– then questions from the audience :
— Zev asking if threads do really magically make things better (more scalable), answer by Lars was mainly about JRuby being able to leverage ‘native’ threads thus multicore
— questions about JRuby and ObjectSpace (various tries between jirb and irb do follow)

The talk by Fujikawa-san was followed by a presentation of iKnow! by Zev Blut :

– “developing and scaling iKnow!”
– (stopping here as he will present this talk on Sunday at the RubyKaigi)

Written by John Mettraux

June 19, 2008 at 12:00 pm

Posted in java, jruby, ninjava, opensource, ruby

Dimitar’s Blog

New source of tech content on the horizon : Dimitar’s blog. Great humour and great insights, I’m looking forward to his future posts.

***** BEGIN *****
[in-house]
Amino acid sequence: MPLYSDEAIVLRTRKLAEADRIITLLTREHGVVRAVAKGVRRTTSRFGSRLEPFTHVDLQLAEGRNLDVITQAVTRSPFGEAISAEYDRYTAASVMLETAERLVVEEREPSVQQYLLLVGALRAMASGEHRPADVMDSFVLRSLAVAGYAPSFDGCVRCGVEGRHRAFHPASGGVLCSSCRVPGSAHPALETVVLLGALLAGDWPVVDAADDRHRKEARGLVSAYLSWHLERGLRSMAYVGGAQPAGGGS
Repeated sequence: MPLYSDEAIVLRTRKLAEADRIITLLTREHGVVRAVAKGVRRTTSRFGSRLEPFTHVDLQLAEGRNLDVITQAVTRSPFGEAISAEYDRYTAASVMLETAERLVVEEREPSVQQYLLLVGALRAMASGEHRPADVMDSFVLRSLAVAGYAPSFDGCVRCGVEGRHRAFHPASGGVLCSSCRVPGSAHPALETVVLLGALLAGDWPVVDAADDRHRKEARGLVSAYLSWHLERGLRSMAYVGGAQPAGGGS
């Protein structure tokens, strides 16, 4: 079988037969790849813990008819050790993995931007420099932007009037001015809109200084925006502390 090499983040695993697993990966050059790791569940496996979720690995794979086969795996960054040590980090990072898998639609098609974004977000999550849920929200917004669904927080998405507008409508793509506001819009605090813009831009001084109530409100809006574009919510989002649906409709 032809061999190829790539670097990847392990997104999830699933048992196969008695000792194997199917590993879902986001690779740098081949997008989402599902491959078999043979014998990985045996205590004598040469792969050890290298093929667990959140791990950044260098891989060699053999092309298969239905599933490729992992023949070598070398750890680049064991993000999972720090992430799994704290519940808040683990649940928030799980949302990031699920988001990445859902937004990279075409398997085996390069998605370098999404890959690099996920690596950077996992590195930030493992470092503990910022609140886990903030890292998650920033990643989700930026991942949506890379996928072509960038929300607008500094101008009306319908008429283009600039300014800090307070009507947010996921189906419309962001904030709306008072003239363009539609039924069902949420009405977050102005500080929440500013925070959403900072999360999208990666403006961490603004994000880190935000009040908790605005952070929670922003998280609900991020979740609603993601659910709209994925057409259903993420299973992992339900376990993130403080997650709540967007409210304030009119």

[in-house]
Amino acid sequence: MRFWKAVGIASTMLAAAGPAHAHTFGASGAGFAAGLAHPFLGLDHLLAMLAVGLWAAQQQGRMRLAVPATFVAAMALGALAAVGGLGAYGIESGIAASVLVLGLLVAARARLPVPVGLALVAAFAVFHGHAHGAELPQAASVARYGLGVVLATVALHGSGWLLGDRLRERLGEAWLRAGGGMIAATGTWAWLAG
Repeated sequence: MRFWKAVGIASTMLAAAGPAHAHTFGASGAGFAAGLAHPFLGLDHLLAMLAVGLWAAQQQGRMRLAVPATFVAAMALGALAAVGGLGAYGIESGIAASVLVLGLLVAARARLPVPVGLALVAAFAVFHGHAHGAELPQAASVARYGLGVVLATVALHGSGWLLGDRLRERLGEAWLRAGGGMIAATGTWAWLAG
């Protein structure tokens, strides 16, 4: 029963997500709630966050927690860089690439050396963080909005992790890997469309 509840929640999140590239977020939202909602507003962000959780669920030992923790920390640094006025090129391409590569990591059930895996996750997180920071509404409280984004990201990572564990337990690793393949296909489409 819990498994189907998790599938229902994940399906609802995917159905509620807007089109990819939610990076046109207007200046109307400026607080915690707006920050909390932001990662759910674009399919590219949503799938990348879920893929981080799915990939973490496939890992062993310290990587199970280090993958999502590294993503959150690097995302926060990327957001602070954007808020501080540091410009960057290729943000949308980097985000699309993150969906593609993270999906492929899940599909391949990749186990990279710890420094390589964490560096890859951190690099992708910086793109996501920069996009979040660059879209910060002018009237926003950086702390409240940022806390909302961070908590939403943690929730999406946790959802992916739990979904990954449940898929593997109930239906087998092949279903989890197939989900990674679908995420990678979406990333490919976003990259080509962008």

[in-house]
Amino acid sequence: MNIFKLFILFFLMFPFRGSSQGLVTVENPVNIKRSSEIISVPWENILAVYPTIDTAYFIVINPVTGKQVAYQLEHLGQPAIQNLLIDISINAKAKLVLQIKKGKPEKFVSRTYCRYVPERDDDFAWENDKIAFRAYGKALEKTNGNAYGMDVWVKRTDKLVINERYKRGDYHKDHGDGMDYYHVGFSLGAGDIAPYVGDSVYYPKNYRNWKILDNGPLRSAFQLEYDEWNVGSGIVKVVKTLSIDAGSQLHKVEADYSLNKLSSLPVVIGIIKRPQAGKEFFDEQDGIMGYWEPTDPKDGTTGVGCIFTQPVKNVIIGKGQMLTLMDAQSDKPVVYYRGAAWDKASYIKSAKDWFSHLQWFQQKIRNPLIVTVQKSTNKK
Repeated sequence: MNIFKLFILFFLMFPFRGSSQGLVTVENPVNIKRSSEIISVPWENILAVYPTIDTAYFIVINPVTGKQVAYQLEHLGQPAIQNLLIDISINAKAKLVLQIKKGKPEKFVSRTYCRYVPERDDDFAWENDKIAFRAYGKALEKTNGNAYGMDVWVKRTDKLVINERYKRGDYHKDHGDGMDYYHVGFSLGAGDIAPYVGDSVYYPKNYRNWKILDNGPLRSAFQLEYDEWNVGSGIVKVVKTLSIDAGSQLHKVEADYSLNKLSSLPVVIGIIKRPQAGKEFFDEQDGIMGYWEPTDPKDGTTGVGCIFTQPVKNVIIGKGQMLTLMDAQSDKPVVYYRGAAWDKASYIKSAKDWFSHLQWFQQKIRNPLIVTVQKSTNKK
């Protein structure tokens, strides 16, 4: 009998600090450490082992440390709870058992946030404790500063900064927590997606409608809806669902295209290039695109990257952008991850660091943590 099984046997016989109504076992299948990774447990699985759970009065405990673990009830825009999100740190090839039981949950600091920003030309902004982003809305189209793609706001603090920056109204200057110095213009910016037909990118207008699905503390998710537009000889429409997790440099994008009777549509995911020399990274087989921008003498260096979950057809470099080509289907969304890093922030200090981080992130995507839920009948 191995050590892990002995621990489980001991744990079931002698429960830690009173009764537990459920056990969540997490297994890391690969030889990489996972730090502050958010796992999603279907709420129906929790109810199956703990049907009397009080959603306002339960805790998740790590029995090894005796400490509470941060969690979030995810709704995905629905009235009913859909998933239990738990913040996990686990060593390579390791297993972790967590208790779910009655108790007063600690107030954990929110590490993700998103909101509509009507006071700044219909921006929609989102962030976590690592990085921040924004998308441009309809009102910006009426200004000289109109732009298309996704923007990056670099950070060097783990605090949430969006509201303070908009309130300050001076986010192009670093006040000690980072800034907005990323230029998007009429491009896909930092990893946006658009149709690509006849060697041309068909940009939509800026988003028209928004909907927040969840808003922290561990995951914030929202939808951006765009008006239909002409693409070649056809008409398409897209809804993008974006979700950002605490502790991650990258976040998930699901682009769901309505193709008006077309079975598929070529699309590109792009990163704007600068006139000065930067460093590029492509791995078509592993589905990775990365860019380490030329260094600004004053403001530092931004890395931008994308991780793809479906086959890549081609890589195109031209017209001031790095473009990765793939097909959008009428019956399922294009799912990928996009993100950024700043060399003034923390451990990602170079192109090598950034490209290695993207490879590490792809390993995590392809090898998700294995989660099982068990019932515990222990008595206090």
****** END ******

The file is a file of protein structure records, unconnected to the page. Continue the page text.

An excerpt from Build Tools :

The benefit that he tried to put forward weren’t very convincing either: “you can build from the command line!” – countered by “and why would you want to do that?” or “people that don’t use Visual Studio can build the project”, retorted by “are you crazy? Everybody uses Visual Studio.” well, that guy was actually using VI… I think he didn’t last very long there.

Dimitar is a fellow TLUGer and NinJava. We had the Ninjava year end party yesterday evening at Shibuya, subjects included bytecode obfuscation, couchdb, rails 2.0 rc2, densha de go, industrial switches, using aop to adapt to new display device sizes, iknow.co.jp and more…